Entrepreneurs Don’t Need Deep Pockets, Just Common Cash Sense

It's possible to grow a successful business without borrowing or seeking investment. You just need to know how to manage your cash.

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It's possible to grow a successful business without borrowing or seeking investment. You just need to know how to manage your cash.


Entrepreneurs Don’t Need Deep Pockets, Just Common Cash Sense

It's possible to grow a successful business without borrowing or seeking investment. You just need to know how to manage your cash.

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There’s an awful lot of talk in business circles about what makes a good entrepreneur. About what key qualities a business owner needs to go the distance and how if you’re passionate and motivated, you’ll go on to do wonderful things.

It’s not all hot air. You do need to have a spark to drive you forward. But it will only get you so far, you still need funds to fuel the rest of the journey.

In a business world, cash really is king. But it shouldn’t be confused with other funds. Put simply, cash inflow is generated from the sale of goods or services; cash outflow pays for costs. The difference between the two is net cash flow.

It’s this which determines the business borrowing needs and invariably, whether they thrive or dive. In an ideal world, we’d all be able to make sure that we have more in than out on any given day. However, for the wheels of business to turn, there has to be some winners and some losers.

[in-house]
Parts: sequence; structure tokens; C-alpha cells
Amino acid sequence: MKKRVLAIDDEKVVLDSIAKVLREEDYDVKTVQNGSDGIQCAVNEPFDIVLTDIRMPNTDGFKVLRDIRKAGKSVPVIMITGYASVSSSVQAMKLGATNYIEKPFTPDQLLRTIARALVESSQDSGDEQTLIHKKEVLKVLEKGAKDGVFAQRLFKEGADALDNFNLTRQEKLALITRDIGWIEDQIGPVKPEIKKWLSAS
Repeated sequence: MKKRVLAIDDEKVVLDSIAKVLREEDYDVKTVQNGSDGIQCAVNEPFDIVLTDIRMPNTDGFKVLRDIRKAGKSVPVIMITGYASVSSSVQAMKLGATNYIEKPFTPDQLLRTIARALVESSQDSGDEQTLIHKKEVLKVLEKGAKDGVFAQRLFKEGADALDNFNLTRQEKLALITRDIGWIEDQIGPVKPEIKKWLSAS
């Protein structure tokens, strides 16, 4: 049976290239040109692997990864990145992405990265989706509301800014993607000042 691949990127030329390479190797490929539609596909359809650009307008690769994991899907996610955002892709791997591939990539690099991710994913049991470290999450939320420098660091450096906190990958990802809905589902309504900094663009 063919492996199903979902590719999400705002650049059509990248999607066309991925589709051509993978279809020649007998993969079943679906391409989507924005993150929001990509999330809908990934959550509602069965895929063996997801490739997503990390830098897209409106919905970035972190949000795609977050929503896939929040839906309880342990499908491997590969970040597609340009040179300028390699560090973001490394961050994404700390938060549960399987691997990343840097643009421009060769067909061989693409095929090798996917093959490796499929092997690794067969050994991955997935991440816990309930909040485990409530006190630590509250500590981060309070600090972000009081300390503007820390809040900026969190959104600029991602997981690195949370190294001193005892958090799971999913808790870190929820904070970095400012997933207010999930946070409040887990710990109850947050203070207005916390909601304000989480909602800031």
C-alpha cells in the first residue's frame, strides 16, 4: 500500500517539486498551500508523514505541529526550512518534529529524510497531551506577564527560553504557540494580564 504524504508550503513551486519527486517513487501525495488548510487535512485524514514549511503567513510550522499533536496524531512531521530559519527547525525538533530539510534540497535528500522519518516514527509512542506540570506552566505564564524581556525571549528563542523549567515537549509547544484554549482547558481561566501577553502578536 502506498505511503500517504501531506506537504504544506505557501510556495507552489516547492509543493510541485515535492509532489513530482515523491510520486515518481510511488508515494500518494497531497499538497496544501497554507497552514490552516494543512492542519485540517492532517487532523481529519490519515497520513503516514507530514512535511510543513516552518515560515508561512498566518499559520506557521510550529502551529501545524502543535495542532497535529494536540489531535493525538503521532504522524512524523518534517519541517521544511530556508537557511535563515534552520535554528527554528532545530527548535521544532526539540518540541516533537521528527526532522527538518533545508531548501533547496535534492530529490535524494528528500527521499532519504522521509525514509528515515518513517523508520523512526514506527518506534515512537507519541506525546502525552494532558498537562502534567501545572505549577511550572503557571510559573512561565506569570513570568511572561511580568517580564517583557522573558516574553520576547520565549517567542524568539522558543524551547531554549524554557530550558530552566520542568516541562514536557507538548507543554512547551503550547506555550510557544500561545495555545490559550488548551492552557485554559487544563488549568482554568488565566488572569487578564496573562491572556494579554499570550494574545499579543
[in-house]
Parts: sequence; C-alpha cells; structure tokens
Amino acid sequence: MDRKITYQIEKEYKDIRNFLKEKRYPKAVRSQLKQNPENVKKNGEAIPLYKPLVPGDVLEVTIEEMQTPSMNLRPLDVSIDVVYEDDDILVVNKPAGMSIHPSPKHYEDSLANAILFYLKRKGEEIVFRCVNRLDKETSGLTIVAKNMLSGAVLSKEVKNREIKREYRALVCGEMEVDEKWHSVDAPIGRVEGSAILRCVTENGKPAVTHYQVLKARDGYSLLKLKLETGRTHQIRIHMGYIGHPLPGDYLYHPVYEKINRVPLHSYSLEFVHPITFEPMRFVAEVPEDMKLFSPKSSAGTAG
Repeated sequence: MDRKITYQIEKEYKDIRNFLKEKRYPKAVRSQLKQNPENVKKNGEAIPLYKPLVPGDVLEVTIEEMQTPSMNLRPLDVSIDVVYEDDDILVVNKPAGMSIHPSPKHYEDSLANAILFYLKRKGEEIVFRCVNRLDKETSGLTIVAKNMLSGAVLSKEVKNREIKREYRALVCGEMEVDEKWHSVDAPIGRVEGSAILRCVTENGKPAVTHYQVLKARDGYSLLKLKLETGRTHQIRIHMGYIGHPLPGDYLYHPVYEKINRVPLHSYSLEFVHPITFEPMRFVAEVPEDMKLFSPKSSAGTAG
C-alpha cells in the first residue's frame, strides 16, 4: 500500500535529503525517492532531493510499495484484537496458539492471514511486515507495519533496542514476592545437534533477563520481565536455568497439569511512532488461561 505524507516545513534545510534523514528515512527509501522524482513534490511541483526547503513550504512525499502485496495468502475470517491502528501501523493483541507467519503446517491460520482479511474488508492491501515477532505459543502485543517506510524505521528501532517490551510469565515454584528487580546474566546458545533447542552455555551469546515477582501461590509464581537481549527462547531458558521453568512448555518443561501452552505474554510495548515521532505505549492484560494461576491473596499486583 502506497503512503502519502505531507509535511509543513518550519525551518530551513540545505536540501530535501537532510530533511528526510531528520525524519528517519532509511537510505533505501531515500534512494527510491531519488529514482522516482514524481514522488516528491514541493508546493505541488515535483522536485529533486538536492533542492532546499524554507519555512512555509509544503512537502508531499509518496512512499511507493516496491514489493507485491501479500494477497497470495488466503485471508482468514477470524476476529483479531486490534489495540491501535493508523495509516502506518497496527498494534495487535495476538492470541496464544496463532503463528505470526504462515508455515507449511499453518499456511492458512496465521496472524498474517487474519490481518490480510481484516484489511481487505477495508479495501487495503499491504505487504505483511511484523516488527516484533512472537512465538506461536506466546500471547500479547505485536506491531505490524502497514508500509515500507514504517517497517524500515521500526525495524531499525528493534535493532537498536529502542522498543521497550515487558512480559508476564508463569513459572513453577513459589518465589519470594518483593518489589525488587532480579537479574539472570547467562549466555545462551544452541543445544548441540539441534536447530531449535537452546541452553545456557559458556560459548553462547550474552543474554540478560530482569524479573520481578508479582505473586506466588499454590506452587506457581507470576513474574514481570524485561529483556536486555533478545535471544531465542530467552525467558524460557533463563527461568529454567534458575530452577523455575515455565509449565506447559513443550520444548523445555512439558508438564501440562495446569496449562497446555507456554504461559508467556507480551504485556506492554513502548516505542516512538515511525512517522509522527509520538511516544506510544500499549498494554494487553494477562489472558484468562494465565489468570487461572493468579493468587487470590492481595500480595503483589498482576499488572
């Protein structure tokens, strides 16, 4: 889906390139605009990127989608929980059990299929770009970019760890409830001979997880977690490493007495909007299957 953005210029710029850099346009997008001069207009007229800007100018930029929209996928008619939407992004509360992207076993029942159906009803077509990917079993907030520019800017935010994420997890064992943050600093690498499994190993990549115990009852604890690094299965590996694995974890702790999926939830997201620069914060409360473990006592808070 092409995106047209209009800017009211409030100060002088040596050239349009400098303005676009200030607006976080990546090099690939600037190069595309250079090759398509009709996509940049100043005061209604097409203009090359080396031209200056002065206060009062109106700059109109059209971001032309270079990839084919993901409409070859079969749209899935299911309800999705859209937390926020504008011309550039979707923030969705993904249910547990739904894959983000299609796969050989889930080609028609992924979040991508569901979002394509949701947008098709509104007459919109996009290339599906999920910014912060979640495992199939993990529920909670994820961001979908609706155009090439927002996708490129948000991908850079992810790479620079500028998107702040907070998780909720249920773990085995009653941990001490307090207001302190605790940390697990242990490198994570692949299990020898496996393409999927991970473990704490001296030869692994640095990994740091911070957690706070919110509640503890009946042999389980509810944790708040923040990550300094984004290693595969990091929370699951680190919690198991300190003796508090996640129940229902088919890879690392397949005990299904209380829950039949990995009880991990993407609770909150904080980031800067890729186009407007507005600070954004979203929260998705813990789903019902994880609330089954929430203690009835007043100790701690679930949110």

When I started Moneypenny over 16 years ago with my sister Rachel Clacher, cash flow management was at the heart of what we did. It was an intentional way of operating and we’ve worked this way ever since.

We’d know, on any given day, exactly what was coming in and going out as the business was going to be funded almost entirely by positive cash flow. That meant we could have no exceptions and, as a direct result, we insisted that every single client paid their bills via direct debit or credit card.

Where expenditure involved a return on investment greater than 30 days, it was scrutinised, re-evaluated and scrutinised again.

pound coin

Do you know what proportion of your turnover is profit?

Of course, you need a pot of funds to start with, it’s nigh on impossible to start a business without it, but cash management means you don’t need deep pockets. By learning how to plan and understanding the impact relationships have on your business finances, you’ll soon realise how straightforward managing cash flow can be.

Get your suppliers on board

Suppliers are not the enemy. They need you as you need them. Befriend them. Get to know them personally. You don’t have to remember their anniversary and take them out for dinner (although that would help), but having them in your corner right from the start and treating them as a business partner is one of the best things you can do.

For one, they’ll want you to succeed more than any other client of theirs. The next step is to turn this relationship into your gain, which is actually very straightforward.